Our first stop is Glenfiddich, a huge and well-known producer. The distillery is very large with very nice grounds and the visitor center is geared toward the tour bus crowd. We decide to skip the tour and just want to taste. This requires some negotiating and we agree to watch to promotional movie before tasting. The film is completely over the top and we have a good laugh about marketing run amuck! We are then given a tasting of three malts with a young lady who pours and gives us a description of each. I think that Glenfiddich is too smooth for my taste, an OK whisky for drinking but not for sipping.

Next up is another well-known producer, Macallan. While the volume produced by Macallan is about the same as Glenfiddich, the two places couldn’t be more different. The distillery is up in the hills above the river with pretty views of the surrounding countryside. Macallan has a much smaller feel and we are the only visitors in the tasting room while we are there. We taste a couple of 10 year olds and a ridiculously sweet liqueur. I am disappointed we can’t taste (or buy) any of their older malts, but so it goes.

We stop at Aberlour, a medium sized producer with a small tasting room. To my surprise we can taste anything we want. I try a cask strength 10 year old with an alcohol content of 57%. This is the typical strength of whiskey when it comes out of the cask after it is finished aging. It is then cut with water to bring the alcohol down to the typical 40%. The alcohol is too strong for my taste, simply overpowering the taste of the scotch itself. I also try a 24 year old, which is quite nice.

After a quick lunch, we go to our last distillery of the day, Glenfarclas. A somewhat smaller distiller, we again skip the tour and just taste. We are given the standard 10 year old, which is a little stronger in taste than what we have had today and is a nice change.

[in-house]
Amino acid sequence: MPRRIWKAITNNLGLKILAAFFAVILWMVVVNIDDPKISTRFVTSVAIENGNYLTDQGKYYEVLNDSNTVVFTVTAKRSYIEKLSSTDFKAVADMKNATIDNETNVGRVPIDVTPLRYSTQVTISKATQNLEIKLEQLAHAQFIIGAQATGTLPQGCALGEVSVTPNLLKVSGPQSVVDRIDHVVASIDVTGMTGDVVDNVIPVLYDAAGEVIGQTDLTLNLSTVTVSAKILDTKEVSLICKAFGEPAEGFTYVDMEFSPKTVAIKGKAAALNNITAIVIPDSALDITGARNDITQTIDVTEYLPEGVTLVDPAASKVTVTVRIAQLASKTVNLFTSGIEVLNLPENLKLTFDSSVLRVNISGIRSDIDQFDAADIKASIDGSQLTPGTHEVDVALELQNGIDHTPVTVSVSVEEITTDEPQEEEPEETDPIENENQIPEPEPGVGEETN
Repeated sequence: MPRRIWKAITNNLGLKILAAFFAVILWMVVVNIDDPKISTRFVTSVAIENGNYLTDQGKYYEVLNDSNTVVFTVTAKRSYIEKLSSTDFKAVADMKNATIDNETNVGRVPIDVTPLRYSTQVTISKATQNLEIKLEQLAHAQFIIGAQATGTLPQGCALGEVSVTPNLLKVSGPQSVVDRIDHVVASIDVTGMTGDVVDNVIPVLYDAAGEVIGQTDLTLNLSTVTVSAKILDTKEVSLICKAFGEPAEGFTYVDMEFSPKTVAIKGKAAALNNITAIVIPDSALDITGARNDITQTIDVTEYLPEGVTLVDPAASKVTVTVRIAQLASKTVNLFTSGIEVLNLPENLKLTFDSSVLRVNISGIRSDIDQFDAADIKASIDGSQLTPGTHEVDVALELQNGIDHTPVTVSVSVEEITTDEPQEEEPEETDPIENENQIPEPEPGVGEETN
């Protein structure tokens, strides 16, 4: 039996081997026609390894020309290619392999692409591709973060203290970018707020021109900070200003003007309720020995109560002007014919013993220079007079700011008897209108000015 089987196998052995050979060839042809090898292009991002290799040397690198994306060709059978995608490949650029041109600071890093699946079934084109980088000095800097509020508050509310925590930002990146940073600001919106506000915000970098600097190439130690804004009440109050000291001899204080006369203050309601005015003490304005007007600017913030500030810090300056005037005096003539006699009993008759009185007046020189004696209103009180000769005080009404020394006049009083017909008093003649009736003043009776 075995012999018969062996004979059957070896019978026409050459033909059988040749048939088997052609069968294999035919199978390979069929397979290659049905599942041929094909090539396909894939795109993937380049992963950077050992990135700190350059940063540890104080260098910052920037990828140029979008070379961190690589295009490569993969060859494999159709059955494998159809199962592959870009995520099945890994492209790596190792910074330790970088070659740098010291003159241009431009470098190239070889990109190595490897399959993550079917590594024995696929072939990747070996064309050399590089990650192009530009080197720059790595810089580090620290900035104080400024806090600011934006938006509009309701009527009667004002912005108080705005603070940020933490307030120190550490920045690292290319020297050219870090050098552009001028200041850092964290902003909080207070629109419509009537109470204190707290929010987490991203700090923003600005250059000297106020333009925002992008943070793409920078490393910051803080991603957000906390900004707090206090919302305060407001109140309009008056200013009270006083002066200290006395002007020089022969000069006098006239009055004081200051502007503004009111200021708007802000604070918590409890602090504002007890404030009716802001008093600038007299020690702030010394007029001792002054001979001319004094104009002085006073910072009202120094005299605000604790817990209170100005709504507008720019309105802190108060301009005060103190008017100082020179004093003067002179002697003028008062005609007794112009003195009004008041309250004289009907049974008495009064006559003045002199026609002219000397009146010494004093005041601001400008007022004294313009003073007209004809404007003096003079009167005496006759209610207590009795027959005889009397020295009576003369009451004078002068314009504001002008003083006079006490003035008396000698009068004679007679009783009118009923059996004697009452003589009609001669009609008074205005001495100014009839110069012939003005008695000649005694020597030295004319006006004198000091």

On our way back to Inverness, Andy gives us a drive-by tour of Tomatin. This was originally on our schedule but I dropped it after doing some research. Tomatin was the first distillery to be bought by a Japanese firm who then spent a lot of money expanding its production capacity. Today it is a major producer of whiskeys used in making blends and bottles only a 10 year old under its own name. The place is huge and rather soulless. We’re glad we didn’t stop.

As we are driving back to Inverness the weather begins to improve and is quite nice by the time we get to the B&B. We thank Andy for his driving; which saved an adventure that appeared was not going to go well.
We have another quiet evening as we have a train to catch in the morning.

About the images:

1. Glenfiddich.
2. Fishing in the River Spey. Look closely to see how much line he has out!
3. Macallan.
4. A display still outside Glenfarclas.
5. Nighttime in Inverness along the River Ness.

Friday, August 6, 2010

Tuesday, Aug 3

We are to begin our scotch tasting tour today, with a hired car picking us up at 9.30. At 9.50 the car has not arrived and the phone calls start. After many calls a car finally arrives. I am not happy.
However, our driver, Andy, is a good conversationalist and a scotch drinker himself and things begin to improve.
We drive along the Forth of Moray, a huge inlet that basically cuts the Scottish landmass in half. The weather is mixed, with some blue peeking out occasionally, but we enjoy some nice views.
Our first stop is a now closed distillery called Dallas Dhu. A self-guided tour around the site gives us our first look at how the distilling process works.

Next up is Benromach, a small distillery where we pass on the tour and just go with the tasting. While here we ask about the ability to ship our purchases back to the States. They don’t and advise us that few, if any, will. Dealing with customs just got to be too much trouble and they have stopped shipping as a result. This is a big blow, as my plan was to buy and ship some bottles of stuff we really liked. We cannot carry this back in our luggage and the smaller distilleries products are difficult to get in the States.

It is here we learn about a company called Gordon and MacPhails, who have a shop in the town of Elgin, just up the road from where we are. We stop there and ogle the great selection of Speyside malts they have as well as some well-known Islays. In addition to being a big distributor, they also own a couple of distillers, including the just visited Benromach. We taste a couple of private labels that are only available in the shop. The malts are pretty good and we are disappointed that we won’t be able to buy any. We get the contact info for the corporate office so we can find out whom they sell to in the Bay Area.

A quick lunch and its on to our final stop, a small distillery called Ben Moray. Here I take the tour so I can see (and smell) a working distillery. It’s a good tour and we get to taste a couple of malts at the end.